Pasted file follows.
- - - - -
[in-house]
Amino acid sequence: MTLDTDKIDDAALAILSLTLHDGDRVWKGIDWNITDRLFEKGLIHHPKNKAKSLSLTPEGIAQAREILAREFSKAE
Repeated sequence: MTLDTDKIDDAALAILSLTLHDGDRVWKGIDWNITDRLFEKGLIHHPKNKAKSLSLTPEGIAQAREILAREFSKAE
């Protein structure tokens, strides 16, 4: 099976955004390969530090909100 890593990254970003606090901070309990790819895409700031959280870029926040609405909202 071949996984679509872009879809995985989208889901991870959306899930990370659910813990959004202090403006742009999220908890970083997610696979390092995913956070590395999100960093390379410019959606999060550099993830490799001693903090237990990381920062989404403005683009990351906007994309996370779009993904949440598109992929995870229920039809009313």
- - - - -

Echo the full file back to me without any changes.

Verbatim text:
[in-house]
Amino acid sequence: MTLDTDKIDDAALAILSLTLHDGDRVWKGIDWNITDRLFEKGLIHHPKNKAKSLSLTPEGIAQAREILAREFSKAE
Repeated sequence: MTLDTDKIDDAALAILSLTLHDGDRVWKGIDWNITDRLFEKGLIHHPKNKAKSLSLTPEGIAQAREILAREFSKAE
């Protein structure tokens, strides 16, 4: 099976955004390969530090909100 890593990254970003606090901070309990790819895409700031959280870029926040609405909202 071949996984679509872009879809995985989208889901991870959306899930990370659910813990959004202090403006742009999220908890970083997610696979390092995913956070590395999100960093390379410019959606999060550099993830490799001693903090237990990381920062989404403005683009990351906007994309996370779009993904949440598109992929995870229920039809009313």